failed as a mother

I’ve Failed My Daughter

I’ve already said I’m a selfish parent so why not go into the reasons why I’ve already failed my daughter. Or at least over the six years I’ve been a parent the times in which I have felt like a complete failure of a mother. I know in my head that I haven’t really failed her because she’s here, happy, healthy and generally a pretty good kid but I, like so many other parents, have been made to feel guilty for the choices I’ve made for myself and my daughter. I am a firm believer in the mantra a happy mum means a happy baby because there’s just so much truth to that but my decisions have had me doubting myself and feel like I have failed as a mother. That’s not really my fault, that’s societies. Telling me how and why I should do this and that and not this. Parenting is filled with judgement from the media, from other parents, from other relatives, from friends with no children, doctors, health visitors and so on.

The first time I failed my daughter was at 10.07 on 3rd September 2010, the exact moment where 8lbs3oz of her was pulled out of me by a surgeon. I failed my daughter the moment she was born because I didn’t have a natural birth. I had an emergency caesarean section. I didn’t want this, I didn’t plan this! I couldn’t even get my body to do the thing it was built for and birth my own child. I had to have medical intervention. I felt like I had failed.

I hadn’t failed though, there are no medals for giving birth. It doesn’t matter if you have a planned home birth with everything going to plan or surgery to help your child come into the world. You go through physical trauma no matter what way they come out. I still went through pregnancy and labor. I still gave birth. I didn’t fail, I just accepted the help I needed for the safety of mine and my daughters life.

I failed again when she was two weeks old because my milk supply wasn’t very good and breastfeeding was hard. I wanted to breastfeed so much but I struggled. I struggled because I was weak from surgery, because I was an emotional first time mum, because I am fat and have massive boobs which meant I could only feed in one position and because I was struggling she lost weight. And because my daughter lost weight a nursery nurse told me I was starving my daughter. She told me I had failed to feed my daughter, that I wasn’t good enough and I would have to start combination feeding. I was pressured into making a decision I didn’t really think about because I was made to feel guilty.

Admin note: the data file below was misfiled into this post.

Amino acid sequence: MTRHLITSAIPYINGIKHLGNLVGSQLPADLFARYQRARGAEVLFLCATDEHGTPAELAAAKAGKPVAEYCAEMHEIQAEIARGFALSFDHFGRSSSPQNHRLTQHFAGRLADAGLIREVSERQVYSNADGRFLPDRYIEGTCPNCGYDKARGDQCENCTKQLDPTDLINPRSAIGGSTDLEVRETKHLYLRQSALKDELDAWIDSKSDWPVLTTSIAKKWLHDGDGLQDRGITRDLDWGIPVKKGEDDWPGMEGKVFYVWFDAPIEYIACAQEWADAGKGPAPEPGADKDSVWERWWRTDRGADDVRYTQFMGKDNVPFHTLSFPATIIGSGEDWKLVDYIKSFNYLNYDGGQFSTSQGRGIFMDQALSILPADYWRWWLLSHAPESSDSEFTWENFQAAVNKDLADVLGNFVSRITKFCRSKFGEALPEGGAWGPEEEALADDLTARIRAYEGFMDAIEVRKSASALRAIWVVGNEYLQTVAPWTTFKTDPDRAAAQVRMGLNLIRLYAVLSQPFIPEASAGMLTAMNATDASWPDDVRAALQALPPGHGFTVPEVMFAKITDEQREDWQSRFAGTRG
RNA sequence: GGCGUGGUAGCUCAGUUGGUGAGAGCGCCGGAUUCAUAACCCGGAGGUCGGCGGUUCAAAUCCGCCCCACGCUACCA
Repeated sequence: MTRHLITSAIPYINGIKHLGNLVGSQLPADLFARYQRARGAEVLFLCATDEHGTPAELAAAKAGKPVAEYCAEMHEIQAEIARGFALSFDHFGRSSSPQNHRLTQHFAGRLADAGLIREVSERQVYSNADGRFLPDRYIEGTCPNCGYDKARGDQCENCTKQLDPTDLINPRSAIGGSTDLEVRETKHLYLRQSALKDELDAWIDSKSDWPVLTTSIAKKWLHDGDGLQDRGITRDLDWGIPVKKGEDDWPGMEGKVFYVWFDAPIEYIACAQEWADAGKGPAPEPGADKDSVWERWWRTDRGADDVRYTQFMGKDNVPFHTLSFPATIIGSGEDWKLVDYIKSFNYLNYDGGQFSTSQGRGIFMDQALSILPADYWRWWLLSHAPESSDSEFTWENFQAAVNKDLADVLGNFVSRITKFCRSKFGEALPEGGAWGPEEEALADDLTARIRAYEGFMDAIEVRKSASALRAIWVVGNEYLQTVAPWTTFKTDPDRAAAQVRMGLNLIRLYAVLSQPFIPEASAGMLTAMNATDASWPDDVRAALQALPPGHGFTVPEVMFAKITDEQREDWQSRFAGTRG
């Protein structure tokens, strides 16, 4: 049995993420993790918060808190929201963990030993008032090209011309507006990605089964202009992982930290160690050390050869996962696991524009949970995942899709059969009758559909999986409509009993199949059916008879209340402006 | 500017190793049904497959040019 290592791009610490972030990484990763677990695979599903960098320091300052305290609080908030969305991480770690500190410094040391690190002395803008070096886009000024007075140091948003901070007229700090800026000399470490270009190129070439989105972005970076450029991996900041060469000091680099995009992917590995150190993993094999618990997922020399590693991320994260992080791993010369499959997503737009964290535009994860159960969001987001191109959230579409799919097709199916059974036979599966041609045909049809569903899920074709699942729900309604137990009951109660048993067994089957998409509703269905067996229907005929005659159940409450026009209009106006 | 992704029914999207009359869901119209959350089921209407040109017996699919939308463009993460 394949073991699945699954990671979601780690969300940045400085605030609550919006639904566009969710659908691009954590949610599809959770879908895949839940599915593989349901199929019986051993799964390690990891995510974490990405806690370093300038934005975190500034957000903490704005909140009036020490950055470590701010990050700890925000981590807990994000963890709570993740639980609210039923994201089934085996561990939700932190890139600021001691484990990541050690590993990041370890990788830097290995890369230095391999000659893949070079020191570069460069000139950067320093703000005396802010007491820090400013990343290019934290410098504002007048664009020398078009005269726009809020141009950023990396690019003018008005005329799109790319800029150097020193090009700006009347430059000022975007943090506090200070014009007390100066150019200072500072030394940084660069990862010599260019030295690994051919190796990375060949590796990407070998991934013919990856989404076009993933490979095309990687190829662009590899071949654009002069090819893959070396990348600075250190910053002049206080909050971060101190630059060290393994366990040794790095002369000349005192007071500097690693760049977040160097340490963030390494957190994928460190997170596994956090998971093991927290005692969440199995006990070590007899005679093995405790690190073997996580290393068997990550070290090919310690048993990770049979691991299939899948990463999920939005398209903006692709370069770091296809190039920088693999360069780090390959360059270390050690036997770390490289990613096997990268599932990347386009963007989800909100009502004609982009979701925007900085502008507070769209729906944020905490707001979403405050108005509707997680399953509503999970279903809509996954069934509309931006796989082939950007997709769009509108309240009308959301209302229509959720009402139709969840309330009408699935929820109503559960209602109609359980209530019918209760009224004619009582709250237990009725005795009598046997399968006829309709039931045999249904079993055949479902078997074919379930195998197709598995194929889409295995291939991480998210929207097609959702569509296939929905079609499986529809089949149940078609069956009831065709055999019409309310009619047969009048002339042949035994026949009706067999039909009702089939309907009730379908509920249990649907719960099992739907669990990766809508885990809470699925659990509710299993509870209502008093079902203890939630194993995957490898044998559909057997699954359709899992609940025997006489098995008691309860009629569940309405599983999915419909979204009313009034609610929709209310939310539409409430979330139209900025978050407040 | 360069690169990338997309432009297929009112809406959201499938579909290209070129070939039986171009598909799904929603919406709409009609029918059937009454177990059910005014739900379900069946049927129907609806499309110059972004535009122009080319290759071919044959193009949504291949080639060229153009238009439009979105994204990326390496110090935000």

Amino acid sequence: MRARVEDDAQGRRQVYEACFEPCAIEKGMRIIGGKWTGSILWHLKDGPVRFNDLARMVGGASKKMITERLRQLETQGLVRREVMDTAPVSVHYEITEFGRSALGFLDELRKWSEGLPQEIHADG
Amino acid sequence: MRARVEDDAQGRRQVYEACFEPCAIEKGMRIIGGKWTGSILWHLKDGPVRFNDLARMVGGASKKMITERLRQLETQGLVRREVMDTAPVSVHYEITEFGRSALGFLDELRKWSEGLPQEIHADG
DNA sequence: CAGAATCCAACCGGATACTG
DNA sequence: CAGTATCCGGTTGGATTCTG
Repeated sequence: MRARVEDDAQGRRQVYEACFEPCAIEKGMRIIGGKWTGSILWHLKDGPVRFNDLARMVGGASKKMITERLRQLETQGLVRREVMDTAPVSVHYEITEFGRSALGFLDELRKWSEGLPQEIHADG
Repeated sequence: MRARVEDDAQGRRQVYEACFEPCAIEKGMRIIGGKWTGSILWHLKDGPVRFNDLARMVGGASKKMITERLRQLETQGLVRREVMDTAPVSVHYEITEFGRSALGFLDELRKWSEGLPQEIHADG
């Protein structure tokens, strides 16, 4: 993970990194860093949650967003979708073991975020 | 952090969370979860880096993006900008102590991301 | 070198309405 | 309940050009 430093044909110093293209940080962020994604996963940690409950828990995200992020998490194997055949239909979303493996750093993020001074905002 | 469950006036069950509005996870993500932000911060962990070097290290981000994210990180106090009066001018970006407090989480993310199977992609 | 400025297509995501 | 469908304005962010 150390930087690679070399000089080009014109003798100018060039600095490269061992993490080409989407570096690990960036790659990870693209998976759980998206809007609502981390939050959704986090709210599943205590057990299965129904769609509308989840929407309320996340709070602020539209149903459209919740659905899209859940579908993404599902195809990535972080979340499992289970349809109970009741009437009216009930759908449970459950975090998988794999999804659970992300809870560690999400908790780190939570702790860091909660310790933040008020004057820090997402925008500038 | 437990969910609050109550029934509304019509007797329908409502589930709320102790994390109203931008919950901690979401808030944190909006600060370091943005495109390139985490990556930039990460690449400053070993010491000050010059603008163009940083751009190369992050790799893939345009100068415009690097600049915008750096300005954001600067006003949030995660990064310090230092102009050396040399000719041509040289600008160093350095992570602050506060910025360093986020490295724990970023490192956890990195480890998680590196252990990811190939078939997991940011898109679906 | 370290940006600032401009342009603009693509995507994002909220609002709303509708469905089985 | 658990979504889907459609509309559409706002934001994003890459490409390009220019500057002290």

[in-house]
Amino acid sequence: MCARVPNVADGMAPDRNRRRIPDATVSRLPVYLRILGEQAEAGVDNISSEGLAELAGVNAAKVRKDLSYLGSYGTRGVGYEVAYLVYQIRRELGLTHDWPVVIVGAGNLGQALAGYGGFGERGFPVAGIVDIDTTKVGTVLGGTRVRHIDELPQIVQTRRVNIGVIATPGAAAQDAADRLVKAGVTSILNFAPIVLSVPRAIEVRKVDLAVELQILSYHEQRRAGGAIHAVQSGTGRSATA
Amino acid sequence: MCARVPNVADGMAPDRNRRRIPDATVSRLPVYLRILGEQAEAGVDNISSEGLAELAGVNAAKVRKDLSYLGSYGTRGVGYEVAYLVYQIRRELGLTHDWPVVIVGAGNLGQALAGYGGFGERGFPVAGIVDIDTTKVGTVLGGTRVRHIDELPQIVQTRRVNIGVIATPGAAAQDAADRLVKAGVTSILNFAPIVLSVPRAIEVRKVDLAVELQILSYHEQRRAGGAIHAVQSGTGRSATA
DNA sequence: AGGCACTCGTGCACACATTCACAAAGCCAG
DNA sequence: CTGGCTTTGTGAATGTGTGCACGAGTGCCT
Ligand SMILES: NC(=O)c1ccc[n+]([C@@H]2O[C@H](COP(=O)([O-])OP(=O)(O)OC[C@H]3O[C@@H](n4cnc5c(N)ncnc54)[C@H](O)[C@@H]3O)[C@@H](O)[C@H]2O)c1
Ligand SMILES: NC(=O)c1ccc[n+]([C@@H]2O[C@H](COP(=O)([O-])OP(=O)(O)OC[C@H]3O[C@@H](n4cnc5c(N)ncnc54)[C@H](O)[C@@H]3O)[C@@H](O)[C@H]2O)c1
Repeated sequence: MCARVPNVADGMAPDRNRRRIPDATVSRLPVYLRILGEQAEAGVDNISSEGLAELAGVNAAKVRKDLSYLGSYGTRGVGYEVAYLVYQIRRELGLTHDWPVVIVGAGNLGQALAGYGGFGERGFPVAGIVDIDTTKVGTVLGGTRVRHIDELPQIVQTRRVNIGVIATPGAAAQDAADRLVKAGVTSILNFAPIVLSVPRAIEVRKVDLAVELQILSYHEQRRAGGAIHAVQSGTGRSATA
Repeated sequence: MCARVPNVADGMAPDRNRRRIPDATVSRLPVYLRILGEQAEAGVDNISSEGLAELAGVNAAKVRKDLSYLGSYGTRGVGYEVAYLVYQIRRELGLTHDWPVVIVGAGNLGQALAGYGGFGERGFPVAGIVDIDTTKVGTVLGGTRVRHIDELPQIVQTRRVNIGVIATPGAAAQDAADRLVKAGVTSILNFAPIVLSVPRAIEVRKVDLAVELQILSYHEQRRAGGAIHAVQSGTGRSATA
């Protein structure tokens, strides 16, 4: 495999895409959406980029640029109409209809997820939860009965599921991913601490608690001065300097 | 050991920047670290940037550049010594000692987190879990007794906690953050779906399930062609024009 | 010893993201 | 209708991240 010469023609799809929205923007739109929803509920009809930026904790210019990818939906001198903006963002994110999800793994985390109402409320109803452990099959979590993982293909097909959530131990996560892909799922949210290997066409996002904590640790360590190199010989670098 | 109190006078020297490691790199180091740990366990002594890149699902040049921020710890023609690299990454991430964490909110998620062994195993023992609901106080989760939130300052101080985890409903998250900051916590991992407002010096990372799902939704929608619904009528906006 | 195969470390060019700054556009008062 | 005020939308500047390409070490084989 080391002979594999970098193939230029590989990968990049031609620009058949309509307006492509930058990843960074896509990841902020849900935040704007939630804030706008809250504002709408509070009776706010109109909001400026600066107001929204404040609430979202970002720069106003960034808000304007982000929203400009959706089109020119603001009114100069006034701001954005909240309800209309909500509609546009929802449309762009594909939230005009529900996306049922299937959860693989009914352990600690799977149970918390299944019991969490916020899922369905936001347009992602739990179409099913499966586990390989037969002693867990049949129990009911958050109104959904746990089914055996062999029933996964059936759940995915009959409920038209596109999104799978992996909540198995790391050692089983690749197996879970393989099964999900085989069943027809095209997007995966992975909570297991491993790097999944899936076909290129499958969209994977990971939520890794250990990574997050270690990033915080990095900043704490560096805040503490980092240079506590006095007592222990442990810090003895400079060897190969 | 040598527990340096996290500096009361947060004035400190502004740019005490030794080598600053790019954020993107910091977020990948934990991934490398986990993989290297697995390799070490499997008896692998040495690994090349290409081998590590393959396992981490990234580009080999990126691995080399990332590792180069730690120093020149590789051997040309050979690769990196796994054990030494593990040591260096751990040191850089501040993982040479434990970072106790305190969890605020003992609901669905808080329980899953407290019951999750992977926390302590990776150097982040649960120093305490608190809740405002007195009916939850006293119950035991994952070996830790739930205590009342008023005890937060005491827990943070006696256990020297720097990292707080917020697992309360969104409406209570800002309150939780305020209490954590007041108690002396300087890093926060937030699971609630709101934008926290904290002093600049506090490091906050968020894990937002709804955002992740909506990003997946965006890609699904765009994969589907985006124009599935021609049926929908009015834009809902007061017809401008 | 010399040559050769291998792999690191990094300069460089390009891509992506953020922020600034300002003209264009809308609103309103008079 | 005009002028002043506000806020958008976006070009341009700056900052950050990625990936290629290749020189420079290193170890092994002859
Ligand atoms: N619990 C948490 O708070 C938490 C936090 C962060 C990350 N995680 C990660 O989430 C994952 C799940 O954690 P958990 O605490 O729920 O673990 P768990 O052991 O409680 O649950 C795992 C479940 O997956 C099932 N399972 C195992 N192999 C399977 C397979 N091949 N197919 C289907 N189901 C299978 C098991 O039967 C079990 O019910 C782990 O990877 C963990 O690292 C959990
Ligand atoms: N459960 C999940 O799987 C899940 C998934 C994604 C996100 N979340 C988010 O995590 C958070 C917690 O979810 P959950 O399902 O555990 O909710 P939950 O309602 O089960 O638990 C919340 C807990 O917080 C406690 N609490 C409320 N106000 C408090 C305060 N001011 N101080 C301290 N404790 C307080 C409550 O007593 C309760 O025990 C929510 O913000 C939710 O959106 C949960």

But really, I didn’t fail. The system that is put in place to help new mothers failed me. I didn’t know there was a breastfeeding support group. I didn’t know there were resources and helplines. No one told me these things and in my sleep deprived emotional state I didn’t really know I could seek them out. I was only twenty one and I was feeling like a failure at something I thought was supposed to come naturally. No one tells you the difficulties breastfeeding can bring you and your baby. All we are told is breast is best and how awful you are for formula feeding. Yes I want to normalise breastfeeding, yes I want everyone to get the support they need and deserve but no. I will not be made to feel guilty for the fact that my daughter had formula for most of her babyhood. Fed is best. It does not matter how. Happy mum, happy baby.

I failed my daughter again when she witnessed the toxic relationship between me and her dad. Thankfully I noticed that before it was too late and we left. Am I still failing my daughter because I let her have access to her family? No, I’m not. Despite the toxic relationship we had, he is not violent or aggressive to her. His family adore her and have the financial means to give her security. They deserve a relationship with her despite how he treated me. I am not bitter, angry or afraid of him anymore and after a long and drawn out process that involved solicitors, we have an arrangement in place that works for us and does not put our daughter at risk.

I failed my daughter because I had to live in a hostel for ten months sharing a room with her and cluttered with everything I owned. I had to bid for a home. I had to listen to how people hate other mothers on benefits, how they get everything so quickly and easily. 10 months of hostel living was far from easy but I did that to ensure my daughter and I had a safe and happy home.

I failed my daughter when I went back to work full time.

I failed my daughter when I had to work weekends and ensure someone else looked after her.

Aren’t all these failures a little silly?